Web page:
Fasting Linked to Living Longer

Fasting between meals could boost health and prolong life, according to a study on mice.

And the animals appeared to reap the benefits of fasting regardless of their diet or how many calories they consumed.

To investigate the effects of fasting, the researchers split 292 male mice into two groups. One group was assigned a diet low in purified sugars and fat, but higher in protein and fat than the other. The mice were then divided again into three groups according to feeding times.

The first group could eat whenever they wanted. The second were fed 30 percent less calories per day than the first, while the third group was given a single meal that equaled the diet of the round-the-clock group.

Fasting has been linked to a longer life and better health in mice. Getty Images

The researchers measured health and lifespan by noting when mice naturally died, and examining their bodies after death.

Both mice who were meal-fed and had restricted calories had better health overall, lived longer, and had fewer signs of age-related damage to their internal organs. But the calorie-restricted mice also had better fasting glucose and insulin levels.

Researchers at the National Institute on Aging (NIA) at the National Institutes of Health, the University of Wisconsin-Madison, and the Pennington Biomedical Research Center, Baton Rouge, Louisiana, collaborated on the study published in the journal Cell Metabolism.

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Dr. Rafael de Cabo, chief of the Translational Gerontology Branch of the National Institute of Aging Intramural Research Program told Newsweek: "For almost a century we knew that reducing the caloric intake of laboratory animals we could extend their life, preserve their functions and health.

"This study unveils that it is not only the calories that matters, the time that the animals spend fasting seems to be very important. We knew of the beneficial effects of fasting on health for a while, but this is the first study that shows that prolonged daily fasting times extends lifespan independent of calories and type of diet.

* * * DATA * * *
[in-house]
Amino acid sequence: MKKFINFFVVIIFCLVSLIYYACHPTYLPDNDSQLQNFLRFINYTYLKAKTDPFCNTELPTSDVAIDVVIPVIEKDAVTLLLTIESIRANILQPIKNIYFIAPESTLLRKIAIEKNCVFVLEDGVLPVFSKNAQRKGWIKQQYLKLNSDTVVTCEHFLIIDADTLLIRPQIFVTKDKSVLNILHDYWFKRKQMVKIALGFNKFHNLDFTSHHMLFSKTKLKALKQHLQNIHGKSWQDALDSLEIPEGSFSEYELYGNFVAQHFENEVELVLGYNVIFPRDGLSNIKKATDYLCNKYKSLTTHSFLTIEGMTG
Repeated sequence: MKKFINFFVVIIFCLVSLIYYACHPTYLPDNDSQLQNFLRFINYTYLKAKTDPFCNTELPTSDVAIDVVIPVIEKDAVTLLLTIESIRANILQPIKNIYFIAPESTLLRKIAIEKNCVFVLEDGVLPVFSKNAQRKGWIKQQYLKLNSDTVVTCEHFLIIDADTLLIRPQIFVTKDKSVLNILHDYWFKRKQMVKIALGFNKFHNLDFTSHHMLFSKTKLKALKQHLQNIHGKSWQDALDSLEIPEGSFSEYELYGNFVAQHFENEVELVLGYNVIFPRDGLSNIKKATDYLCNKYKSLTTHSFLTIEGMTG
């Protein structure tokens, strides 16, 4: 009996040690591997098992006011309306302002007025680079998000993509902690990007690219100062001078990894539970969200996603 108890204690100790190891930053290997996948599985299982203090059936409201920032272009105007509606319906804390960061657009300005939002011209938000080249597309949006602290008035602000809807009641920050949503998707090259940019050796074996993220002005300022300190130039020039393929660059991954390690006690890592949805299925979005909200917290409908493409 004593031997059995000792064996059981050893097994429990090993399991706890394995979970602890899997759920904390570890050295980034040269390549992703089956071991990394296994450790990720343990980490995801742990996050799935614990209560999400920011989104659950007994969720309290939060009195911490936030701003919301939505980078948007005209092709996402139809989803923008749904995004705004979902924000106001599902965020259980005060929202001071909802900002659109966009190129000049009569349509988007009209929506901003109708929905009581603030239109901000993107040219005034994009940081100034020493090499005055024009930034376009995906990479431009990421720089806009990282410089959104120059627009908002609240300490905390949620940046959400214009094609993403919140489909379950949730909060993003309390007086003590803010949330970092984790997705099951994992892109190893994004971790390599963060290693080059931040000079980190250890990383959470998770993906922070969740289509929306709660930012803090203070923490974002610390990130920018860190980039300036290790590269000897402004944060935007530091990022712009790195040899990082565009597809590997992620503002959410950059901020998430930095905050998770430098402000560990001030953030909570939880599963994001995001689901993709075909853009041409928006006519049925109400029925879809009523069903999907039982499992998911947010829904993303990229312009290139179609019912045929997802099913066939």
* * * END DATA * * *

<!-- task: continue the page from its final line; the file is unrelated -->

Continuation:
He said in a statement: "Perhaps this extended daily fasting period enables repair and maintenance mechanisms that would be absent in a continuous exposure to food."

But as the study was performed in mice, researchers will need to replicate their study in humans to uncover whether we experience the same effects.

Still, the researchers said their findings lay the groundwork for future studies into whether time-restricted eating patterns could help humans keep a healthy weight, and avoid age-related metabolic diseases.

In recent years, evidence in animals has been piling up in favor of fasting. But the concrete evidence to support their benefits in humans remains sparse.

James Catterson of the Institute of Healthy Ageing at University College London, who was not involved in the study, told Newsweek: "This large study is significant as it shows that daily fasting without caloric restriction can have significant benefits on health and longevity.

"What's new about this study is that diet composition doesn't seem to affect the beneficial effects of fasting. This might be good news for humans who undergo dietary fasting (especially the 16:8 diet), as it means that it might not matter what they eat between fasts."

But he cautioned the study was performed in mice. "Though the results are exciting, humans trials have yet to be performed with this regimen. But it does add to the growing body of evidence that meal timing and or frequency are just as important as diet content."

In a separate interview with Newsweek, Catterson said there is more data in animals pointing to the advantages of fasting.

"There are also many studies that either report no overall effect or sometimes the opposite. And this is where it gets a bit murky, as it is very difficult to put proper controls in place when performing studies to do with nutrition," Catterson said.

He concluded: "So far, the consensus seems to be 'let's wait until more rigorous studies, with larger sample sizes that adjust for confounding lifestyle behaviors, have been performed before we conclude anything prematurely."

This article has been updated with commment from Dr. Rafael de Cabo and Dr. James Catterson.

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